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Consumption of pesticide-treated wheat seed by a rural population in Malawi.
MedLine Citation:
PMID:  23047320     Owner:  NLM     Status:  Publisher    
An outbreak of typhoid fever in rural Malawi triggered an investigation by the Malawi Ministry of Health and the Centers for Disease Control and Prevention in July 2009. During the investigation, villagers were directly consuming washed, donated, pesticide-treated wheat seed meant for planting. The objective of this study was to evaluate the potential for pesticide exposure and health risk in the outbreak community. A sample of unwashed (1430 g) and washed (759 g) wheat seed donated for planting, but which would have been directly consumed, was tested for 365 pesticides. Results were compared with each other (percentage change), the US Environmental Protection Agency's (EPA) health guidance values and estimated daily exposures were compared with their Reference dose (RfD). Unwashed and washed seed samples contained, respectively: carboxin, 244 and 57 p.p.m.; pirimiphos methyl, 8.18 and 8.56 p.p.m.; total permethrin, 3.62 and 3.27 p.p.m.; and carbaryl, 0.057 and 0.025 p.p.m.. Percentage change calculations (unwashed to washed) were as follows: carboxin, -76.6%; pirimiphos methyl, +4.6%; total permethrin, -9.7%; and carbaryl -56.1%. Only carboxin and total permethrin concentration among washed seed samples exceeded US EPA health guidance values (285 × and seven times, respectively). Adult estimated exposure scenarios (1 kg seed) exceeded the RfD for carboxin (8 × ) and pirimiphos methyl (12 × ). Adult villagers weighing 70 kg would have to consume 0.123, 0.082, 1.06, and 280 kg of washed seed daily to exceed the RfD for carboxin, pirimiphos methyl, permethrins, and carbaryl, respectively. Carboxin, pirimiphos methyl, permethrins, and carbaryl were detected in both unwashed and washed samples of seed. Carboxin, total permethrin, and carbaryl concentration were partially reduced by washing. Health risks from chronic exposure to carboxin and pirimiphos methyl in these amounts are unclear. The extent of this practice among food insecure communities receiving relief seeds and resultant health impact needs further study.Journal of Exposure Science and Environmental Epidemiology advance online publication, 10 October 2012; doi:10.1038/jes.2012.47.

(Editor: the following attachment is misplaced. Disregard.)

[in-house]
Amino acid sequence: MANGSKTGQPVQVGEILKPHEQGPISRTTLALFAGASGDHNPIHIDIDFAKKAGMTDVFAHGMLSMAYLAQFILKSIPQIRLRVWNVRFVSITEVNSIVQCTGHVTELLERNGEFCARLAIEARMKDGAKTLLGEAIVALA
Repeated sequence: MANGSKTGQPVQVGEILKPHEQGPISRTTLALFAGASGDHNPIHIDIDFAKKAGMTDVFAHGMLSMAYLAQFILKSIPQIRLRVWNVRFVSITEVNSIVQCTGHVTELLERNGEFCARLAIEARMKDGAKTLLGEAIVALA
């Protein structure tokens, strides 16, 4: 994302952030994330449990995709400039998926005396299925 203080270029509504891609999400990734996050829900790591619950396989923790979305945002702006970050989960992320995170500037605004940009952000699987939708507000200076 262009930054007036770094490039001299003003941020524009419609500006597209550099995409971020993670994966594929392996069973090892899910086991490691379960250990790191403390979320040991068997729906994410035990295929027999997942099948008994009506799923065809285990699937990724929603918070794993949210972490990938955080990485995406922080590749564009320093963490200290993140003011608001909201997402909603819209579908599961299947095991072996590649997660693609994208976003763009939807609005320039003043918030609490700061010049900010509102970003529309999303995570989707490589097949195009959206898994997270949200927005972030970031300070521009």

Joshua G Schier; James J Sejvar; Emily Lutterloh; Andrew Likaka; Eugenia Katsoudas; Yelena D Karaseva; Beth Tippett Barr; Yanique Redwood; Stephan Monroe
Publication Detail:
Type:  JOURNAL ARTICLE     Date:  2012-10-10
Journal Detail:
Title:  Journal of exposure science & environmental epidemiology     Volume:  -     ISSN:  1559-064X     ISO Abbreviation:  J Expo Sci Environ Epidemiol     Publication Date:  2012 Oct 
Date Detail:
Created Date:  2012-10-10     Completed Date:  -     Revised Date:  -    
Medline Journal Info:
Nlm Unique ID:  101262796     Medline TA:  J Expo Sci Environ Epidemiol     Country:  -    
Other Details:
Languages:  ENG     Pagination:  -     Citation Subset:  -    
Division of Environmental Hazards and Health Effects, National Center for Environmental Health, Centers for Disease Control and Prevention, Atlanta, Georgia, USA.
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